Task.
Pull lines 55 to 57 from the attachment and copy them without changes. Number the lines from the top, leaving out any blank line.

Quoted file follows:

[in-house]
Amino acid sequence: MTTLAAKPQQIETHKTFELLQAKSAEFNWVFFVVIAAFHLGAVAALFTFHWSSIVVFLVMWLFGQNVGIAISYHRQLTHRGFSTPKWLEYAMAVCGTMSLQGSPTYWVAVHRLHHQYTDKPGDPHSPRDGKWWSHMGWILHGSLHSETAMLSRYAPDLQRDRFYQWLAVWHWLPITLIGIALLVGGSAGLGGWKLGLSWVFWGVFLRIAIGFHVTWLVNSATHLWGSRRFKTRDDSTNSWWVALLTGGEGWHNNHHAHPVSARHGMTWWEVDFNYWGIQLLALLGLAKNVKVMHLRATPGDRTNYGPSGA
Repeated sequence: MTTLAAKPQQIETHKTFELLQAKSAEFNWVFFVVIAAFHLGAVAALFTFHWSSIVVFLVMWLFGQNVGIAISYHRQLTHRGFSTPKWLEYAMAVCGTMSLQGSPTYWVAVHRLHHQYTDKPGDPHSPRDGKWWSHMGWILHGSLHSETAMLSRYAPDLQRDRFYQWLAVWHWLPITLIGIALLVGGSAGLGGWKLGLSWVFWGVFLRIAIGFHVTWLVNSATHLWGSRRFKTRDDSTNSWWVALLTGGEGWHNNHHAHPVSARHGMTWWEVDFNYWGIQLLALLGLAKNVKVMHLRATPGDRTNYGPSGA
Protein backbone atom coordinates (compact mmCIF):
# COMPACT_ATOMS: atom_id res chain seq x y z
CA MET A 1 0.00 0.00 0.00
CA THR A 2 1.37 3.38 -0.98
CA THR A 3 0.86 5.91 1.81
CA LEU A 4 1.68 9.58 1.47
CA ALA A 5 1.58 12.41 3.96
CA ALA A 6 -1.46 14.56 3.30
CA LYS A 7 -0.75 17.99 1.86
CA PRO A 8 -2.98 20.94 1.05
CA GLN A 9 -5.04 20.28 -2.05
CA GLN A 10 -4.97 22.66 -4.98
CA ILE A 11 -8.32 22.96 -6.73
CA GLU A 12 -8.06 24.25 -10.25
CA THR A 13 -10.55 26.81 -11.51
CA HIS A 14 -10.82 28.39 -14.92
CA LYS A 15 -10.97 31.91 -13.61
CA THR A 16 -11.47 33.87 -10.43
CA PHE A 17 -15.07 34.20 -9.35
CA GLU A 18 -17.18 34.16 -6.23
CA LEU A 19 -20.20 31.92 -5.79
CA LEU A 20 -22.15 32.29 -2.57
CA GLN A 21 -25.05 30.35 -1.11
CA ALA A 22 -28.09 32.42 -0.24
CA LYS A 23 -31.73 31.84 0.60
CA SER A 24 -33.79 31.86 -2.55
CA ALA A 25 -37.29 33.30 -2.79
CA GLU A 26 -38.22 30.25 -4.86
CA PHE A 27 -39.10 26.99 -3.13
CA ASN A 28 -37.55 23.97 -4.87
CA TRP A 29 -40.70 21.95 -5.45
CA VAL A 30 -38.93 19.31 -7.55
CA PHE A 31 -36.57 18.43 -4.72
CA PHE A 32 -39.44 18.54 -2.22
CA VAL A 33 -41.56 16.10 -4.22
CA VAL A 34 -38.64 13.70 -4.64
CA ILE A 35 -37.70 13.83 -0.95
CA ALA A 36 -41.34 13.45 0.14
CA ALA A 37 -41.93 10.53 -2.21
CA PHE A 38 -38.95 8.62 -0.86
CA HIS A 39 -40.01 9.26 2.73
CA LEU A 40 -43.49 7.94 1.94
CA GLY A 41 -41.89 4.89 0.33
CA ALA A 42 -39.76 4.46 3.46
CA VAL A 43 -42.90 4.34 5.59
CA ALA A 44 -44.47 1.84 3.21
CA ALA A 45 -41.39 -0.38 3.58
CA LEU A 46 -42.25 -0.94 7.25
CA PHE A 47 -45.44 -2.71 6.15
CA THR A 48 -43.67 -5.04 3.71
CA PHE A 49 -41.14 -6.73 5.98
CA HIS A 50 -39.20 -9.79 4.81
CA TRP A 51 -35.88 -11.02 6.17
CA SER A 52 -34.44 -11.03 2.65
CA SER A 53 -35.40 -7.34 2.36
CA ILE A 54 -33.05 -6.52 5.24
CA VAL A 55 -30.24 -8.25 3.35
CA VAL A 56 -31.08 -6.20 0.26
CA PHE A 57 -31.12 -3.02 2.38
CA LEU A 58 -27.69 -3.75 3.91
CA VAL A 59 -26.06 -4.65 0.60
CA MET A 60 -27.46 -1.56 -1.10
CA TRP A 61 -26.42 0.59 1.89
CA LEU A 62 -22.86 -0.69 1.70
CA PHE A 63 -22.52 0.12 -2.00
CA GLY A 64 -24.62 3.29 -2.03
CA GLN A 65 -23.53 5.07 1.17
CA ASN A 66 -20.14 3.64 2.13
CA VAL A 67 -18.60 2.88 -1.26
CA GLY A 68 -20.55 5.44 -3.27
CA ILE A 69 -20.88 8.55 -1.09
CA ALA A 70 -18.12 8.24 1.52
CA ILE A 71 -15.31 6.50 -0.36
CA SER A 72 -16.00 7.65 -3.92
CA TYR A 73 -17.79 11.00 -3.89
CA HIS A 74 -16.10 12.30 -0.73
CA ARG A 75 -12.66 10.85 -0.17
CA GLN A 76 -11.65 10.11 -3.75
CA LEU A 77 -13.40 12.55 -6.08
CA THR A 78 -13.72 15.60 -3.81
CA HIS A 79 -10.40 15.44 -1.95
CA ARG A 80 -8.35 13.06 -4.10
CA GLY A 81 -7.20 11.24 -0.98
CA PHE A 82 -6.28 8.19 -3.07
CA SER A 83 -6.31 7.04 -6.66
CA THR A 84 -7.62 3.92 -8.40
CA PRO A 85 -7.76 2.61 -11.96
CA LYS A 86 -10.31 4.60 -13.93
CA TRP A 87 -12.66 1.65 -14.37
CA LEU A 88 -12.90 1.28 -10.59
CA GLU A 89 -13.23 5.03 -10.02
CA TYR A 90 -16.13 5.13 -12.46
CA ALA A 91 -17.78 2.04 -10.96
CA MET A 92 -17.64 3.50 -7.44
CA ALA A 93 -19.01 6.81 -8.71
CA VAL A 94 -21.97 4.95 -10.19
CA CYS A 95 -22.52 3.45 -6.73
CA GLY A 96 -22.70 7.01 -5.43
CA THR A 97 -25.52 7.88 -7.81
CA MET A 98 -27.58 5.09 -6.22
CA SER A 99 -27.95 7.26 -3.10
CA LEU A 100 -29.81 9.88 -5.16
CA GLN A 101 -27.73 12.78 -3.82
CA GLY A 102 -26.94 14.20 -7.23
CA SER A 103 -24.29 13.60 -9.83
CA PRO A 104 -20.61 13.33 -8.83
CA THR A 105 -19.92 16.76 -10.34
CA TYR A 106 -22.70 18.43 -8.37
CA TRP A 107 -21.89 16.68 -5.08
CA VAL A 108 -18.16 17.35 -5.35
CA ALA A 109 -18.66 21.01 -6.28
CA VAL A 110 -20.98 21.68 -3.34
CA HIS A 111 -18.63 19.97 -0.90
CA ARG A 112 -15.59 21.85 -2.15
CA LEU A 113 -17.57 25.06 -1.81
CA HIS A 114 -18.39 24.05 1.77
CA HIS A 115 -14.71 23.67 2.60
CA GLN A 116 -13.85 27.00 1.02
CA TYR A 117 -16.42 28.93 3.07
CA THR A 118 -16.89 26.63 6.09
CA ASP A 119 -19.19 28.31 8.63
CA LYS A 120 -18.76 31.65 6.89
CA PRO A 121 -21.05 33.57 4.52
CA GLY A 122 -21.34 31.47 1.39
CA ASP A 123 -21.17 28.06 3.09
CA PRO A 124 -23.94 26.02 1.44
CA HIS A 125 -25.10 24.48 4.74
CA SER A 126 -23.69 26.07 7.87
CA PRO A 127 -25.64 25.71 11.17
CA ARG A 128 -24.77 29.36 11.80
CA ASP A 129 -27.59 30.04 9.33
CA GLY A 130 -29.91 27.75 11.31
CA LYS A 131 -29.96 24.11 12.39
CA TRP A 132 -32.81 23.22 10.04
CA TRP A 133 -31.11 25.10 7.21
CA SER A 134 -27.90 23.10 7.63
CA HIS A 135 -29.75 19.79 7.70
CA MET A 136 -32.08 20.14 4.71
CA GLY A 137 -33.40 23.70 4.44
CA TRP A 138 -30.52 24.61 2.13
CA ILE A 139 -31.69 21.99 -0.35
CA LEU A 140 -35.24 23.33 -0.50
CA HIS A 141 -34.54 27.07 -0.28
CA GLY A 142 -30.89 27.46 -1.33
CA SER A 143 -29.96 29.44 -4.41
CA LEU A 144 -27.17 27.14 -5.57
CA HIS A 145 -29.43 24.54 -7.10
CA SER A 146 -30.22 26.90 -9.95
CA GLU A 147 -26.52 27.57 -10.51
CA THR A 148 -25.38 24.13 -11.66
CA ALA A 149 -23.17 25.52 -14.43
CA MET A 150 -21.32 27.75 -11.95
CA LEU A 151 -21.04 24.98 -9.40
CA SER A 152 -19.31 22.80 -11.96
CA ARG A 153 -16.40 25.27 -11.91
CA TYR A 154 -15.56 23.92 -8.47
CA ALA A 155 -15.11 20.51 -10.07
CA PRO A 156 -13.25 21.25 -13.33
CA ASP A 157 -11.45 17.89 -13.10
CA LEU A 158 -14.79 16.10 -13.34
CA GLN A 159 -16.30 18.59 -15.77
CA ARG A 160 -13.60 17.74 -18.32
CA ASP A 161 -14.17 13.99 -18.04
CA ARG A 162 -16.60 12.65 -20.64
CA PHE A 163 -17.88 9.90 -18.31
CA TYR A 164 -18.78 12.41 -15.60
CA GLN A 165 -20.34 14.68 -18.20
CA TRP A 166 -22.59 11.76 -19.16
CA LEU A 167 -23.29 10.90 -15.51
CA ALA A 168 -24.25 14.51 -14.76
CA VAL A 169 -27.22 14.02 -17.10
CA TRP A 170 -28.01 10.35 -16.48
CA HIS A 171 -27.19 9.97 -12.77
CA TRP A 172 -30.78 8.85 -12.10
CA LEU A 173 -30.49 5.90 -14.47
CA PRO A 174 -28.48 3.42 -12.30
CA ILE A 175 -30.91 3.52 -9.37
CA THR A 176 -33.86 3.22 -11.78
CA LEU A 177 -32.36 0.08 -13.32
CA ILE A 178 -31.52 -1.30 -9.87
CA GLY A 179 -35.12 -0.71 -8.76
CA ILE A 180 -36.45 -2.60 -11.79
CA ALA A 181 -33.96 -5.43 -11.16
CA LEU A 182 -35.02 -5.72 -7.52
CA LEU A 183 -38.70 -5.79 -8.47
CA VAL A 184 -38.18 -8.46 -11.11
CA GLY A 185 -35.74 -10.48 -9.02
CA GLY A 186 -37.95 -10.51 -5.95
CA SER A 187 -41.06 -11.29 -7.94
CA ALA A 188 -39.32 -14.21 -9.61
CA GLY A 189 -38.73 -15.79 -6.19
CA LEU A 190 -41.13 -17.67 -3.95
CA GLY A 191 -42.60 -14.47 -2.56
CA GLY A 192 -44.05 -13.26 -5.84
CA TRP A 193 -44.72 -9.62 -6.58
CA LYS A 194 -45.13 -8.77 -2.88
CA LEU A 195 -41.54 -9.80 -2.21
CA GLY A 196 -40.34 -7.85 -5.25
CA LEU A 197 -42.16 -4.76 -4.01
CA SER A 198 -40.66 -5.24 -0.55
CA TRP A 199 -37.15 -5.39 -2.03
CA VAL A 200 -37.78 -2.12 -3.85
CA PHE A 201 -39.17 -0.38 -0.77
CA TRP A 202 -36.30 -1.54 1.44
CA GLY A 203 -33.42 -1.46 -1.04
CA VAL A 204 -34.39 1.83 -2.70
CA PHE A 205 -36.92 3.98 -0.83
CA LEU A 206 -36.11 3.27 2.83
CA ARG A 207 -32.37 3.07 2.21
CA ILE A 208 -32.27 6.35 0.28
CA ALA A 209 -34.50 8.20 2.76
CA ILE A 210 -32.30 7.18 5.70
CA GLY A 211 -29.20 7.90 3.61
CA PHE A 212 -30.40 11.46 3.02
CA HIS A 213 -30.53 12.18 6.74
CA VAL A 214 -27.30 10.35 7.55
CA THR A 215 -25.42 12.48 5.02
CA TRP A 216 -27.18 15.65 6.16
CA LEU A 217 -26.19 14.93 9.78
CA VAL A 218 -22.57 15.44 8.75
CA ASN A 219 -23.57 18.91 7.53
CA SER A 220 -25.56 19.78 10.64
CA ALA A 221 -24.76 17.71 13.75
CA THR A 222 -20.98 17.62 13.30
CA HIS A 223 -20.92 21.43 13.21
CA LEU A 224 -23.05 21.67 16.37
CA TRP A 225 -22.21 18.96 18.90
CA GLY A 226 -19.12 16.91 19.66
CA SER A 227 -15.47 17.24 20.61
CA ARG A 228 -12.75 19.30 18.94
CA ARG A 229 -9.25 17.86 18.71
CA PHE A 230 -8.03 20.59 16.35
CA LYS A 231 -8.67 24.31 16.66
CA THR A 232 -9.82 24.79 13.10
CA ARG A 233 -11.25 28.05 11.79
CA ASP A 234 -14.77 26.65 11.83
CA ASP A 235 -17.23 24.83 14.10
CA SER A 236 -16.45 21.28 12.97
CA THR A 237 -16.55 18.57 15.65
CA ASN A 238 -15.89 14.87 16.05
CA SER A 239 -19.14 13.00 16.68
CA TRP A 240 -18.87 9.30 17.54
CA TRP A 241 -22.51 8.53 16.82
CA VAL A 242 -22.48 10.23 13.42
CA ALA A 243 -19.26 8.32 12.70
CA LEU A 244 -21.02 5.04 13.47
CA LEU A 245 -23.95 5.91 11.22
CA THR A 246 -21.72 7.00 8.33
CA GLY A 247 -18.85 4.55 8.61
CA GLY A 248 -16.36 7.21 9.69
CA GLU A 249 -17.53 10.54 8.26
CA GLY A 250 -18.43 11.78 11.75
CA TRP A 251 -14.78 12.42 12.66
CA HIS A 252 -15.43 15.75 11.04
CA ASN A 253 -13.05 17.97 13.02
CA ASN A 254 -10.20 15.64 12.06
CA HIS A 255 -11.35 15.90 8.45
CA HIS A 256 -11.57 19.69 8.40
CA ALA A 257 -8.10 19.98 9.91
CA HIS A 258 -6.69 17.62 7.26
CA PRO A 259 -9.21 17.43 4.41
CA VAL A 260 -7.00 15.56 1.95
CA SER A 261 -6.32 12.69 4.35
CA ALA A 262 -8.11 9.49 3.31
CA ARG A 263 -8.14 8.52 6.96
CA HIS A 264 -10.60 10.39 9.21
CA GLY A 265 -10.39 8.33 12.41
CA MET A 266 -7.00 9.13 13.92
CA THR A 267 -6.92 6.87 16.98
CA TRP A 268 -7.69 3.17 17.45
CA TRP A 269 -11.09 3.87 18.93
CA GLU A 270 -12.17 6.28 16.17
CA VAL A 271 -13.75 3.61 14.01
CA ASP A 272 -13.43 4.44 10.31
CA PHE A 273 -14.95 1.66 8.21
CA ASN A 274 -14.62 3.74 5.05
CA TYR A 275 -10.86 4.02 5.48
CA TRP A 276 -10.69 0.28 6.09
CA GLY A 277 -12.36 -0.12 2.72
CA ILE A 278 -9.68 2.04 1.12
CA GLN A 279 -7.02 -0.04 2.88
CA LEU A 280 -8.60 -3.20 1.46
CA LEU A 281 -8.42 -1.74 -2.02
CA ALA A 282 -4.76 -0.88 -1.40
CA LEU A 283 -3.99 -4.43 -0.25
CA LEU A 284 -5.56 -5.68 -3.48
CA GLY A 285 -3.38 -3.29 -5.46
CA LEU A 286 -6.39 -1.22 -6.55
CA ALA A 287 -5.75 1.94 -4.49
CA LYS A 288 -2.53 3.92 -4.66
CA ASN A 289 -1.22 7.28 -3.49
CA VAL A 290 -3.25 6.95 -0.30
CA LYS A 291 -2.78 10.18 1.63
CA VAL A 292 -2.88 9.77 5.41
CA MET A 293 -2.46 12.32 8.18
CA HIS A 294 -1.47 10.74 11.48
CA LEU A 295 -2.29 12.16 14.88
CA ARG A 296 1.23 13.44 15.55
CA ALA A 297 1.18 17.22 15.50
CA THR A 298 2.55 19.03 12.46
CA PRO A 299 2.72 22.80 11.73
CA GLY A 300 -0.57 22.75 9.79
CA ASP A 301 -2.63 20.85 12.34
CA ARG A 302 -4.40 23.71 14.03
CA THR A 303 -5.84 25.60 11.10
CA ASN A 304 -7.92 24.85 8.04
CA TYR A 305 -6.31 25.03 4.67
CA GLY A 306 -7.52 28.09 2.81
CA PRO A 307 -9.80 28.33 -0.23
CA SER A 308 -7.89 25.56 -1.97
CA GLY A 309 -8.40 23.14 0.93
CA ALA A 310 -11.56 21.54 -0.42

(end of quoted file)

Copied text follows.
CA HIS A 50 -39.20 -9.79 4.81
CA TRP A 51 -35.88 -11.02 6.17
CA SER A 52 -34.44 -11.03 2.65